United States Nuclear Regulatory Commission - Protecting People and the Environment

Information Notice No. 93-32: Nonconservative Inputs for Boron Dilution Event Analysis

                                 UNITED STATES
                         NUCLEAR REGULATORY COMMISSION
                            WASHINGTON, D.C.  20555

                                April 21, 1993

                               BORON DILUTION EVENT ANALYSIS


All holders of operating licenses or construction permits for pressurized
water reactors (PWRs).


The U.S. Nuclear Regulatory Commission (NRC) is issuing this information
notice to inform addressees that nonconservative assumptions have been
identified in the analysis of licensing basis boron dilution events.  It is
expected that recipients will review the information for applicability to
their facilities and consider actions, as appropriate, to avoid similar
problems.  However, suggestions contained in this information notice are not
NRC requirements; therefore, no specific action or written response is


The licensees for several Westinghouse-designed plants have used a boron
dilution mitigation system (mitigation system) to detect and mitigate a boron
dilution event in Modes 3 (hot standby), 4 (hot shutdown), and 5 (cold
shutdown).  The mitigation system is designed to terminate automatically an
inadvertent boron dilution event occurring with the plant in these operating
modes before the reactor coolant system is diluted sufficiently to result in a
total loss of shutdown margin.  A boron dilution event is detected by this
system by monitoring the signals of the source range monitors to determine if
the neutron flux has increased by a specified multiplication factor over a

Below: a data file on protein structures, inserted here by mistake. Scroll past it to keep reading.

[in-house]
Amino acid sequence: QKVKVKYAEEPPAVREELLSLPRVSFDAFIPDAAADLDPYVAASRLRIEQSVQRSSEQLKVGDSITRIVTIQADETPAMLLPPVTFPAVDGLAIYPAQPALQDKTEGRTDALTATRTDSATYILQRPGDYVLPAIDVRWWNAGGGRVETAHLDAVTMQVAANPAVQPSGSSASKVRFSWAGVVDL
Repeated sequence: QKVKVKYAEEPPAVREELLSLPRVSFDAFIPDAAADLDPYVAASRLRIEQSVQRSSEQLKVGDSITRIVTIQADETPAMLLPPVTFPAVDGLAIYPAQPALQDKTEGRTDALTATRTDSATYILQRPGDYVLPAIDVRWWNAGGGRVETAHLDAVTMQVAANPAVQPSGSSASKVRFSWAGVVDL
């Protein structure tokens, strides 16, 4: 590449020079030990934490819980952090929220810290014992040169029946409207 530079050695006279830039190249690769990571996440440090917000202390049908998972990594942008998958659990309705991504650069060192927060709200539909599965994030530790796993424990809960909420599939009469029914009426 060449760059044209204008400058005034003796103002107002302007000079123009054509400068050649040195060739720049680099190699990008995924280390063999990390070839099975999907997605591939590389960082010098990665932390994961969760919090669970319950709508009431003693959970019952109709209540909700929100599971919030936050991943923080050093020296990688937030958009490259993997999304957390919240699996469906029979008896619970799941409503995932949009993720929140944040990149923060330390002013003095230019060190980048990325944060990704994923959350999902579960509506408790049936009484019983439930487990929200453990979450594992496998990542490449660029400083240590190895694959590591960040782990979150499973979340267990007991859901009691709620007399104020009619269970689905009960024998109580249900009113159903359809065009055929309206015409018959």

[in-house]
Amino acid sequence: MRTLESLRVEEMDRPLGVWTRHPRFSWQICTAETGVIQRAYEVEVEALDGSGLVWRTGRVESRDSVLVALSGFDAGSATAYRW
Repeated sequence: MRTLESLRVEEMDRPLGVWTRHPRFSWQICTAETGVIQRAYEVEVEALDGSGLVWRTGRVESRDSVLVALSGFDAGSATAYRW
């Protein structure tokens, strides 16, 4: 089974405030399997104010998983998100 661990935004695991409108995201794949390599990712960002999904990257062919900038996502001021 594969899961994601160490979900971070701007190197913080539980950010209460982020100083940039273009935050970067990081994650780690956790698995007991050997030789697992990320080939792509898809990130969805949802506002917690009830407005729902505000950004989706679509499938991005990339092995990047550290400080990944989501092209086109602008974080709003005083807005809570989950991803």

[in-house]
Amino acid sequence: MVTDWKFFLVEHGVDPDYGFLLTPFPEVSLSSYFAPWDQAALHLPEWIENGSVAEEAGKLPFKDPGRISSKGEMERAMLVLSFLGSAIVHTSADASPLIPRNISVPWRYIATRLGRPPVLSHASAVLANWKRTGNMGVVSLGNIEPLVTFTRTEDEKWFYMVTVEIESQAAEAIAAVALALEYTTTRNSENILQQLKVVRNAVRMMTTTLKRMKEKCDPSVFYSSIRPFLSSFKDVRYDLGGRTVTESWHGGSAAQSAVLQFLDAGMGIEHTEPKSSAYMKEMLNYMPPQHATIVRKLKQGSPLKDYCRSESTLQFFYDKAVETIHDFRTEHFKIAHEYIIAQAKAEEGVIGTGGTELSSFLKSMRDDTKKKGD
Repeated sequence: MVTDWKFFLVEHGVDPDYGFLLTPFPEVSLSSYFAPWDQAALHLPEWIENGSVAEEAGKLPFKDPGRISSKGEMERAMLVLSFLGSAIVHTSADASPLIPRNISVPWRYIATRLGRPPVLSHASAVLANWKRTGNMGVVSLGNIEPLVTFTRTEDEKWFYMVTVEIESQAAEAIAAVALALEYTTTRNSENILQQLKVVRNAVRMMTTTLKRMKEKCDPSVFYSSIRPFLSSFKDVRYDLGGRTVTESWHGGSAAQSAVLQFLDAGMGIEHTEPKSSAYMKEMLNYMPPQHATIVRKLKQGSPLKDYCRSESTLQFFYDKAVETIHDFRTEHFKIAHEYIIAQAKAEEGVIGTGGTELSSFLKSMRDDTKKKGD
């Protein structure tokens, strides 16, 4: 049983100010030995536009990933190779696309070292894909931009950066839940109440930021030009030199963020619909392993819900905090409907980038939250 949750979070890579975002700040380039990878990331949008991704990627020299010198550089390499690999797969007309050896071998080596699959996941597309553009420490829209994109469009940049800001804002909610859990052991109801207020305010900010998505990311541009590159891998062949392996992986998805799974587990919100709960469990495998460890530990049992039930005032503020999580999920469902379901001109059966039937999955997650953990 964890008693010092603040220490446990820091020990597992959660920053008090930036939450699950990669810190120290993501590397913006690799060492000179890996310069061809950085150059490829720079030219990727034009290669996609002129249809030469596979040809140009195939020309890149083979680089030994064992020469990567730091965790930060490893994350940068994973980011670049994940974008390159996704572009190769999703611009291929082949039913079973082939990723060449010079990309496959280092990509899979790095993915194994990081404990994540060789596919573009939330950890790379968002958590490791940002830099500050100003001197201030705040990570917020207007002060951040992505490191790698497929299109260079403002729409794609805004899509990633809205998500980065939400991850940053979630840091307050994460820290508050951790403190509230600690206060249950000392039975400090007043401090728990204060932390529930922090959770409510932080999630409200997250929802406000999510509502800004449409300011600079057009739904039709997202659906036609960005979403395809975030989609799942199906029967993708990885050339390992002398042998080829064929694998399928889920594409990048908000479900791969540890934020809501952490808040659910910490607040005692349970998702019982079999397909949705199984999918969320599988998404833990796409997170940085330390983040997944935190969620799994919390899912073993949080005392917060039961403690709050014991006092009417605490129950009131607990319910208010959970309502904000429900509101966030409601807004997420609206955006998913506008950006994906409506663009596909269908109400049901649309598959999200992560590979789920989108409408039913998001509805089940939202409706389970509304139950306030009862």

prescribed time period.  When a dilution event is detected, the mitigation
system isolates known dilution paths to the reactor coolant system and
realigns the reactor makeup water system to the refueling water storage tank
to initiate a re-boration.

NRC Standard Review Plan Section 15.4.6, "Chemical and Volume Control System
Malfunction That Results in a Decrease in Boron Concentration in the Reactor
Coolant (PWR)," specifies acceptance criteria for an unplanned boron
(moderator) dilution.  These acceptance criteria specify that a dilution event
be terminated before total shutdown margin is lost.  If operator action 
is required during Modes 3, 4, and 5, these criteria specify at least 
15 minutes notice be provided to operators from the time at which an alarm
announces an unplanned dilution to the time at which shutdown margin would be
eliminated (criticality).


                                                            IN 93-32
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In NRC Generic Letter 85-05, "Inadvertent Boron Dilution Events," the staff
concluded that the consequences of boron dilution events would probably not
jeopardize the health and safety of the public and would not warrant
backfitting requirements.  However, the generic letter urged each licensee to
verify that its plants have adequate protection against boron dilution events. 

Description of Circumstances

In late 1991, while performing a quality assurance surveillance of
Westinghouse supporting calculations for the Comanche Peak Steam Electric
Station, the Texas Utilities Electric Company (the licensee) found that it
could not justify using a generic curve for the relationship between the
inverse count rate ratio and the reactor coolant system boron concentration,
as was used in the Westinghouse boron dilution event analysis.  This curve and
a source range flux multiplication setpoint of 2.0 (flux-doubling) were the
bases for detecting and mitigating an inadvertent boron dilution event.  After
further reviewing this concern, in February 1992 the licensee determined that
the generic curve might not be bounding and that the analysis did not include
instrument uncertainties.  These deficiencies may cause Comanche Peak to be
outside the licensing basis in the boron dilution event analysis which shows
that the boron dilution mitigation system response will prevent a return to
criticality.  The licensee declared the mitigation system inoperable.  While
the licensee is working on the long-term solution to correct the problem, it
put in place the following interim actions: 

1)    Within 4 hours of entry into Modes 3, 4, or 5 from Modes 1, 2, or 6 (and
      once per every 14 days thereafter while in Modes 3, 4, or 5), the
      licensee will verify (unless startup is in progress) that those valves